We have looked in great detail at many aspects of Access to Work, and although it is a popular scheme, there are many things we want to change in it. I very much recognise that the scheme is not just about giving someone a piece of technology to enable them to communicate; it is about giving them the services they need to be their best—to thrive and to be their most creative in the workplace. For some, that will involve British sign language interpreters. This is very much an area we are looking at, and it will be something we bring forward and report back on in the health and work road map.
When one compares rates of poverty with those before the change of Government in 2010, none of the four main measures has worsened and, in fact, three have improved.
As of November 2016, youth unemployment in my constituency of Wolverhampton South West was 27%. Now, we are due to have the roll-out in December and this will see the enforcement of the youth obligation. What steps has the Minister taken to ensure that young people who reside in constituencies such as mine are provided with support into employment, while the transition to the full UC service is implemented?
I had the pleasure of visiting Wolverhampton just last week and had the opportunity to speak to my colleagues in jobcentres in the area about youth unemployment. Of course, the figure for young people who have left full-time education and are unemployed has dropped below 5% for the first time since that data series began. As we know about the scarring effect of any period out of work for a young person, we continue to work hard through things such as work experience and sector-based work academies, and that is showing great success.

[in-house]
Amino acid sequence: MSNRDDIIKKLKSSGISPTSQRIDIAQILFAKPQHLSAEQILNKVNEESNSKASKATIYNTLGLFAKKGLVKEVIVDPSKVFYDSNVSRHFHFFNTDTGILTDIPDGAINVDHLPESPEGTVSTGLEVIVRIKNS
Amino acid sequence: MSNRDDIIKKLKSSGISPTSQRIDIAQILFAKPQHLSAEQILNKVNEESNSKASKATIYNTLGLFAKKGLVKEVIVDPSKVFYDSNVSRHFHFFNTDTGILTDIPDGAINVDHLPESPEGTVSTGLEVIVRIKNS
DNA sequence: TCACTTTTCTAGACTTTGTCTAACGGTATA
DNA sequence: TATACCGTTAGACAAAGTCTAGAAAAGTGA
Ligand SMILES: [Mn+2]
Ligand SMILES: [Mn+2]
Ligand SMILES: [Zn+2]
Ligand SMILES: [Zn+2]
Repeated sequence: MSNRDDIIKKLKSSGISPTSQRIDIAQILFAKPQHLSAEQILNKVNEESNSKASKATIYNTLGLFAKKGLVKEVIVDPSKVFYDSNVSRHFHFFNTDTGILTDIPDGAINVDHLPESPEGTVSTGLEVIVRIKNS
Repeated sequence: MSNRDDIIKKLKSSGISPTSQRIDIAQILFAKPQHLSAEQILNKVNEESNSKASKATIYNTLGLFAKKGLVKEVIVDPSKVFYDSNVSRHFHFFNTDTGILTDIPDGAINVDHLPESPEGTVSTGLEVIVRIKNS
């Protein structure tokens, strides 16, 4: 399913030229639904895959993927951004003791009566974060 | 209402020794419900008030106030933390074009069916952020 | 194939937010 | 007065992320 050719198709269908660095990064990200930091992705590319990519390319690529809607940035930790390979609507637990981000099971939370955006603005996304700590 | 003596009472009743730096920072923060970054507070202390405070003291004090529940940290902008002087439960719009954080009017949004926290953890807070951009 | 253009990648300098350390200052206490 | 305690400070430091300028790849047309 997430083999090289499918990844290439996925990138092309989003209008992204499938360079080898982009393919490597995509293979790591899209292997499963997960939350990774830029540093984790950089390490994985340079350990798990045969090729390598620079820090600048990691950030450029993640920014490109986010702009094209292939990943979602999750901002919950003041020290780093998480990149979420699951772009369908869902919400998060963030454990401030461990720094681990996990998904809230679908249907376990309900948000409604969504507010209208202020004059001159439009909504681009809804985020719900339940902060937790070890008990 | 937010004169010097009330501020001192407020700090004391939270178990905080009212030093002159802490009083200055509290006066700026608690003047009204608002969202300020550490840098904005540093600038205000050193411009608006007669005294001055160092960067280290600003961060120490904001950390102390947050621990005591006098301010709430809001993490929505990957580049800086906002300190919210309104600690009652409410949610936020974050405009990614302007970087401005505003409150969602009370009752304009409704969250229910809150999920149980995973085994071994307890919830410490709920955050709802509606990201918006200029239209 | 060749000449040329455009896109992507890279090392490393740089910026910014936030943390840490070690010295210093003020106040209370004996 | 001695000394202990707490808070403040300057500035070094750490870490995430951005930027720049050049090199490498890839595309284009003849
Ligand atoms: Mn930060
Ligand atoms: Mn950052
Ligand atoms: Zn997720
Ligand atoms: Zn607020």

Order. We have run out of time, but I shall call one further questioner, a Member with an insatiable appetite for these matters and a detailed, some would say anorakish, knowledge of all the most complex formulae. I am referring, of course, to Stephen Timms.
I am very grateful, Mr Speaker. Apart from shocking delays, Citizens Advice highlights two big problems with universal credit. One is that it is too complicated; people cannot understand it. The second is that when there is a problem, there is nobody there to help people. I am glad that the Secretary of State is meeting Citizens Advice, but will he have anything to say to them on those two specific problems?
The personalised support available in jobcentres to people claiming universal credit is much more advanced than that which we have had in the past. In terms of complexity, universal credit is a much simpler system than that which has existed up to now, with six different benefits, leaving us in the absurd position in which people were unwilling to take a job that required them to work more than 16 hours because they would move from one benefit system to another, knowing that their hours might fall in the future, so they would move back to a different system. That complexity has discouraged people from working more hours and we should all seek to tackle that. That is exactly what universal credit does.